With a strong Christian foundation, microfinance bank’s deposits grow despite the disruption caused by Covid-19
By George Gichuki
Driven by Christian values, SMEP Microfinance Bank has steadily grown over the years since its inception in 1975 as a relief arm of the National Council of Churches of Kenya (NCCK). It is regulated by the Central Bank of Kenya (CBK). Like many lenders in the country, SMEP has been disrupted by the Covid-19 pandemic. “We only did normal business in the first quarter of this year,” says Mr. Symon Kamore, the chief executive officer. “The number of our non-performing loans has risen in the recent past due to the slowdown in the economy,” he adds.
To address this challenge, SMEP has restructured the loans of the customers who have been bit hit hard by the pandemic, besides granting them moratoriums. Some of these customers include traders who have been relocated from their markets by various county governments and employees of flower companies based in Naivasha. Despite many businesses being adversely affected by the Covid-19 pandemic, Mr. Kamore points out that SMEP’s deposits have continued to grow during this challenging period. “We are happy that many customers are showing a lot of confidence in SMEP by trusting us with their savings,” he says.
Business continuity plan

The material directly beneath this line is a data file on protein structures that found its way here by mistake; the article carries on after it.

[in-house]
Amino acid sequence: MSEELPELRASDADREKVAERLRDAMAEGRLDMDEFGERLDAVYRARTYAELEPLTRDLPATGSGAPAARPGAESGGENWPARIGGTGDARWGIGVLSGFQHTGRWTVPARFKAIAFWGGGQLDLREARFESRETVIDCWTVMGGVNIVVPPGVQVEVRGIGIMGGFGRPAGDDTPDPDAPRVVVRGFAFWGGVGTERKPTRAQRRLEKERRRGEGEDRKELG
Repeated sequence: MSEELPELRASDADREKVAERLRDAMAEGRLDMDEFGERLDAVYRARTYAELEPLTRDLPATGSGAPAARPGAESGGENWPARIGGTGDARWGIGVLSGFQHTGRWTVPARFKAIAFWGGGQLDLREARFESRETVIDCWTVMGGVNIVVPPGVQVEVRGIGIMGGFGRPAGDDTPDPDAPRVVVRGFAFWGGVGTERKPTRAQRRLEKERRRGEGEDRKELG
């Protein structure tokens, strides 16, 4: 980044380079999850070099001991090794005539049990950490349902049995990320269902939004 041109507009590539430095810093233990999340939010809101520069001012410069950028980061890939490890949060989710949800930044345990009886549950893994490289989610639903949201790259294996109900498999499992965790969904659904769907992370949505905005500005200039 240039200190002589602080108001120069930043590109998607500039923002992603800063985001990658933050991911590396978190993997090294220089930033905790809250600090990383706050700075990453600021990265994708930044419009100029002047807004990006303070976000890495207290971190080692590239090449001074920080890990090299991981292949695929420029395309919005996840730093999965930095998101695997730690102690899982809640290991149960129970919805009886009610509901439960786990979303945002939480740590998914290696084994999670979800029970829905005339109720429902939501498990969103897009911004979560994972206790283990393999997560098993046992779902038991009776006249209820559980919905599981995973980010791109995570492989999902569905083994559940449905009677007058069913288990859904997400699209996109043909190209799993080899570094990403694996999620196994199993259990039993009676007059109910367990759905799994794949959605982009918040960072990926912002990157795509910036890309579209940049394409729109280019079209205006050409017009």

In order to address the disruption that has been caused by the pandemic, SMEP has put in place a business continuity plan.
To start with, staff members have taken precautionary measures that are aimed at checking the spread of coronavirus.
Before getting into their offices, their body temperature is being checked using thermal guns. They are also required to wear face masks and to wash or sanitize their hands regularly as per the Ministry of Health guidelines and protocols. These measures are also applicable to those visiting the lender’s premises. “In all our banking halls, we are facilitating our customers to sanitize their hands, besides taking their body temperature using thermal guns,” Mr. Kamore emphasizes.
Secondly, SMEP has devised a working arrangement whereby there are staff members on standby to perform the critical functions in management and operations in any of its branches that might be hit by coronavirus. Thirdly, the microfinance bank has invested heavily in digital platforms and customers can therefore conveniently access its services using their mobile phones. In addition, customers can withdraw money from the microfinance bank using Visa branded automated teller machine (ATM) cards through a partnership with the Co-operative Bank. Moreover, it has partnered with third party agents in various parts of the country through which its customers can deposit or withdraw money.
By the same token, formal meetings among the staff members have been temporarily stopped in order to check the spread of coronavirus. Consequently, they are holding virtual meetings in order to review their performance as they strive to meet targets. “We are also offering various training programmes and motivational talks to our staff members virtually, hence strengthening our bond and enhancing our productivity,” says Mr. Kamore. Once a month for two hours, SMEP is holding a virtual meeting with two hundred and seventy management staff members in all its forty business outlets throughout the country.